The Wall Street Journal
By Tom Coburn And Phil Roe
In the four years since the Affordable Care Act was passed, health care in our country has become more complicated and expensive. The law has many troubling aspects, but the Independent Payment Advisory Board is among the worst and most dangerous. This is why, on Thursday, several members of the House will file an amicus brief asking the U.S. Supreme Court to take up Coons v. Lew. This lawsuit, filed by the Goldwater Institute on behalf of Dr. Eric Novack, an orthopedic surgeon, and Nick Coons, an Arizona businessman, challenges the constitutionality of IPAB.
Why is this board dangerous? Because there is nothing “advisory” about its vast powers. IPAB’s mandate is to deliver on one of ObamaCare’s central promises: Medicare cost-containment. The law gives this board sweeping authority to do so, with virtually no constraints.
The statute says IPAB can take any and all actions necessary to control Medicare costs.
In November, voters across the country elected new Republican governors and legislators, many of whom campaigned heavily against Obamacare’s Medicaid expansion. Although some of these new leaders (including Governor-elect Asa Hutchinson in Arkansas) will be taking control of states that have opted into Obamacare expansion, there is new hope that these governors and state legislators will work to reduce government dependency and restore the working class.
One idea rapidly gaining currency among legislators and new governors’ transition teams is the possibility of renewing Medicaid expansion on a temporary basis for those who have already signed up, but immediately freezing enrollment going forward.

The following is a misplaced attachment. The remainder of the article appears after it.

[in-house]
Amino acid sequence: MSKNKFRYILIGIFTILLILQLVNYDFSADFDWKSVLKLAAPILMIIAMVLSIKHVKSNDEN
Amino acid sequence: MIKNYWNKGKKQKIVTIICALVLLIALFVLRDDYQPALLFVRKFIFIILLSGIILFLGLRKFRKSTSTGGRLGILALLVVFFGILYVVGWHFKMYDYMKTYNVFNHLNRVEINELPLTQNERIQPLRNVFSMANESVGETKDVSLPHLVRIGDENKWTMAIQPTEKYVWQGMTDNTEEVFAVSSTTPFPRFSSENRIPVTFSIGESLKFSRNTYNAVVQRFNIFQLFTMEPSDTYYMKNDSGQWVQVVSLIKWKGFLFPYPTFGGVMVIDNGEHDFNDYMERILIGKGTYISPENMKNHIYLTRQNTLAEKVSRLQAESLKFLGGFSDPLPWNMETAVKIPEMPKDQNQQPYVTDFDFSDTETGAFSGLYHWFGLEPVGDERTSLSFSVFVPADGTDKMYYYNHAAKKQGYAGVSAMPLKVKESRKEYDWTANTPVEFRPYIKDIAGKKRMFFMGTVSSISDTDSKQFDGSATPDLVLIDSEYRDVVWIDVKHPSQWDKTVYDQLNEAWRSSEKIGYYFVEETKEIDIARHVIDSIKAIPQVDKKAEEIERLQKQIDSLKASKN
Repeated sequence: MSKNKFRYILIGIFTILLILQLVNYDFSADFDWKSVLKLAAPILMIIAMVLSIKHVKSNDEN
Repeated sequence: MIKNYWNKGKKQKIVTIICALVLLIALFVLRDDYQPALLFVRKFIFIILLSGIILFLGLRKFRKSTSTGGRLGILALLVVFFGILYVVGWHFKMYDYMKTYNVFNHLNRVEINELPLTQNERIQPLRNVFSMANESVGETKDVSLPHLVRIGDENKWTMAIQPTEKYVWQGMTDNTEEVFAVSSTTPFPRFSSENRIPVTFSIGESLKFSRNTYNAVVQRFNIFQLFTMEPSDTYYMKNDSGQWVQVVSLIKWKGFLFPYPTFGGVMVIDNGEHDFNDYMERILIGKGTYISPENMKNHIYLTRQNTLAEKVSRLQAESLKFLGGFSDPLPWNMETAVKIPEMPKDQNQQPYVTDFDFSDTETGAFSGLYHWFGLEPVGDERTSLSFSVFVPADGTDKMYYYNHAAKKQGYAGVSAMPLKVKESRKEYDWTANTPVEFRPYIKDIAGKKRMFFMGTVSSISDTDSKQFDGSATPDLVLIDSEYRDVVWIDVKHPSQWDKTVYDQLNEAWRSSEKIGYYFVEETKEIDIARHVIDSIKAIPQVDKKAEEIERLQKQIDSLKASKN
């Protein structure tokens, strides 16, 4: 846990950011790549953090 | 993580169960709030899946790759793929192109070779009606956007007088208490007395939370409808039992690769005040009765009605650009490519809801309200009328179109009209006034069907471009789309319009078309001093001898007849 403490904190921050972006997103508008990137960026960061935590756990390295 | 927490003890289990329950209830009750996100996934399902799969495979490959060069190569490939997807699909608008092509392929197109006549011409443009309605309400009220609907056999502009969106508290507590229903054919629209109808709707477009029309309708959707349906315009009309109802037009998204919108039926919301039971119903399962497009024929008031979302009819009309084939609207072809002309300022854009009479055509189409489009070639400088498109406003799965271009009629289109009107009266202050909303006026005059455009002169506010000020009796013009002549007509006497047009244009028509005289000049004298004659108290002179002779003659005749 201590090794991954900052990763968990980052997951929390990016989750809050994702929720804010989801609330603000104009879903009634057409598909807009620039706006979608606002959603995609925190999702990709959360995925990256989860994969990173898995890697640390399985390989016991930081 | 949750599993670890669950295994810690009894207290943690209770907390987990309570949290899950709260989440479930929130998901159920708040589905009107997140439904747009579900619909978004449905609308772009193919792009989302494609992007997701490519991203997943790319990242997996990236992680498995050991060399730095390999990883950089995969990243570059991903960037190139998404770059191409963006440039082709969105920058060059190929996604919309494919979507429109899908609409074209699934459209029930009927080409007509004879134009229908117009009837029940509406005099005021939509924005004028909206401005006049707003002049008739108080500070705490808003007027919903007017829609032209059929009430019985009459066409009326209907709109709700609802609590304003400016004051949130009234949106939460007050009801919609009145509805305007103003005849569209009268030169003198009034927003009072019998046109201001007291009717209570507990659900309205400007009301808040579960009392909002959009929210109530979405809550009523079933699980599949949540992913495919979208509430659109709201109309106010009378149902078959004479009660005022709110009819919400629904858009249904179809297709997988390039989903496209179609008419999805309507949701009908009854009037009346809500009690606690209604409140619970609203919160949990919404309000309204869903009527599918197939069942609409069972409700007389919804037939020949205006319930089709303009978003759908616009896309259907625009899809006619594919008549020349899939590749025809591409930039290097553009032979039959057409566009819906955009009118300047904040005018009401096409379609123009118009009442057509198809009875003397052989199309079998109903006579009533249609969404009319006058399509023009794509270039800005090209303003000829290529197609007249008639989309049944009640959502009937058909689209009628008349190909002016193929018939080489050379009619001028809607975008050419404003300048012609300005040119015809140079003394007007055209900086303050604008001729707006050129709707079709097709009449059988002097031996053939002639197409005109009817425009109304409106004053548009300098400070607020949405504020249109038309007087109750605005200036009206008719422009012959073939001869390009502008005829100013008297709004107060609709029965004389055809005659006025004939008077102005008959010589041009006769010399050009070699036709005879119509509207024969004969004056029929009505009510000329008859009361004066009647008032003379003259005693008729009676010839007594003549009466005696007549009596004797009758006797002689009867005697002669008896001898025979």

Small businesses have turned their backs on the Affordable Care Act, says healthcare expert Grace-Marie Turner, president of the Galen Institute, a public policy research organization.
"They call it the shop exchange [and] the coverage that's offered through these shop exchanges is really substandard.
Luke Hilgemann: A few weeks ago, hardly anyone in America had heard of Jonathan Gruber. Now, the Obamacare architect is a household name.
Gruber became a national sensation earlier this month after videos emerged of him detailing how the "Patient Protection and Affordable Care Act" became law. The short version: Its architects, including Gruber, exploited the legislative process to pass a bill that voters never would have supported had they known what it was.
The Washington Post
By Amy Goldstein:
A year after the Obama administration temporarily shelved an unfinished part of HealthCare.gov intended for small businesses, it has opened with reports of only modest technical flaws — but with doubts that it will soon benefit the millions of workers at little companies with inadequate health insurance or none at all.
Insurance brokers are, at times, having trouble getting into their accounts and, in scattered cases, are not showing up in the computer system’s lists of local insurance professionals available to coach small businesses.
Sarah Hurtubise, Daily Caller